When the Liberal party won the state election last March, those of us working in the local arts sector knew we were on borrowed time before funding cuts began. So it was no surprise when an email came through announcing the cancellation of the Adelaide Fashion Festival (AFF) last week. But it still left many of us devastated, bewildered and angry.

Adelaide Fashion Festival was not just a celebration of fashion, it was a program built to showcase incredible emerging designers making waves across the globe alongside established and iconic local brands. It had become a moment in our year to stop and celebrate the raw design talent from fashion graduates and couture royalty alike. The event put our state on the map with global influencers such as Vogue Australia and created a vital platform to share stories, to innovate and learn from each other. At its essence AFF was about fusing fashion with pioneers in the fields of art, music, food and wine. It afforded opportunities to local creatives – photographers, stylists, staging experts, make-up artists and more – on a national stage.

But AFF was not without its critics. In the past the program has been dubbed elitist and inaccessible to the wider community, but in recent years I observed a growing effort to create a more inclusive and diverse festival. With Chris Kontos at the creative helm, a unique and internationally recognised festival brought our streets to life every October in the name of art and for the love of this state.

My earliest contribution to AFF was with my brand Good Studios in 2016 when I was invited to be part of the SA Showcase, and since 2017 I have worked with Emily Sheahan (The Commons) and Natalie Ivanov (Re-Swim Club) to found Slow, a platform championing more environmental practices in this industry. Our hope was to generate a more substantial representation of sustainable fashion in this state by bringing together incredible brands that set the example, and educating guests to AFF about the impacts the fashion industry has on our environment in its wasteful and dangerously outdated structure.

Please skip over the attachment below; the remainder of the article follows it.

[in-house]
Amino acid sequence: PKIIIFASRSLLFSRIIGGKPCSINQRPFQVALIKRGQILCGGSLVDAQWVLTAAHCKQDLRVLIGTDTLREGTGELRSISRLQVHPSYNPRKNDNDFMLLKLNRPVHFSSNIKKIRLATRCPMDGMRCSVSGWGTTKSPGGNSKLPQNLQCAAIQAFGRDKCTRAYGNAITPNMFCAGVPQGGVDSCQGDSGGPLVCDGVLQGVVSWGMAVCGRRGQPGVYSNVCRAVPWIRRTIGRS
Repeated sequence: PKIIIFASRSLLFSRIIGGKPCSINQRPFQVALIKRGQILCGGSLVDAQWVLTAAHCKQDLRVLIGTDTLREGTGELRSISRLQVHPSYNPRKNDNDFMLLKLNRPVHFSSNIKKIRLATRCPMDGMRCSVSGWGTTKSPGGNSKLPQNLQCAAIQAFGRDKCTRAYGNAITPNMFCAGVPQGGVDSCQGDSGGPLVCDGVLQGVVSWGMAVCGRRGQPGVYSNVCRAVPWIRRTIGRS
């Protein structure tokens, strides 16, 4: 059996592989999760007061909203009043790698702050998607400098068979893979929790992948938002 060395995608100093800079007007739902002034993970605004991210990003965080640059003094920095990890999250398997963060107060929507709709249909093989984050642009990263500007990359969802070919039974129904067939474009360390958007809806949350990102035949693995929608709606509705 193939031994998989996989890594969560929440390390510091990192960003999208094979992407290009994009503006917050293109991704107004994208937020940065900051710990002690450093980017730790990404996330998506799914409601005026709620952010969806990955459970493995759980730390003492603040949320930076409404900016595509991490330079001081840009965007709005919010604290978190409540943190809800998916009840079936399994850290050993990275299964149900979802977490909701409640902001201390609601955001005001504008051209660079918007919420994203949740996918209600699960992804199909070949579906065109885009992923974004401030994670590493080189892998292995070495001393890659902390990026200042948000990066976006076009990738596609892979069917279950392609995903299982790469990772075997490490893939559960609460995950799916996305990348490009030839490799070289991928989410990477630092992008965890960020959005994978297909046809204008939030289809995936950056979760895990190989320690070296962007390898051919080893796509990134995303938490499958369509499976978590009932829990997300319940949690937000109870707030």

Slow began its relationship with AFF when it came on board to support [our inaugural fashion parade and included us in their main program. The show was a sell-out success, and based on the growing interest in this area AFF offered to fund our 2018 program and officially bring us into the AFF fold. We worked closely with the AFF team to create an elevated and exciting showcase of local and interstate brands while raising awareness around deadstock and a more conscious relationship to fashion. The AFF team was passionate and uncompromising about bringing our dream to life and toiled far beyond their working weeks to accomplish it.

It is the way the state government dropped this festival that hurts the most. There was no opportunity to launch a version of AFF with scaled-back funding, a chance we would have jumped at to prove it could be done. Cancelling the festival without open conversation or acknowledgment of what it brought to our city sends a message that we are not important enough to be heard; our local fashion industry is dispensable and not worth preserving, let alone celebrating.

Culture and the arts, which colour our days and give meaning to our lives, are a luxury that it sees no benefit in supporting unless it can make a significant profit. Our young people will continue to leave. Our talented designers will look once more to the eastern states for a place to base their brands, where they have a platform to be discovered. Because the sad truth is that it will be incredibly hard for the small independent and emerging brands to endure without AFF’s support.

Those of us who are passionate about contributing arts to this state are determined to help foster local events that are inclusive and celebrate our own, with or without the government's support. We’re told the government is investigating a revised AFF format, which in the interim will focus on supporting an expansion of Vogue Festival with significantly less funding. Vogue Festival, which has been part of the AFF program for the past few years, is run by Adelaide City Council and Rundle Mall Management Authority to the benefit of East End retailers, many of which have interstate and overseas owners. It does not have the scope to replace the progressive and far-reaching platform for local creatives that was AFF.

As for Slow, we will continue to raise awareness around sustainability and better practices in this industry and beyond in a bold new independent program coming this September.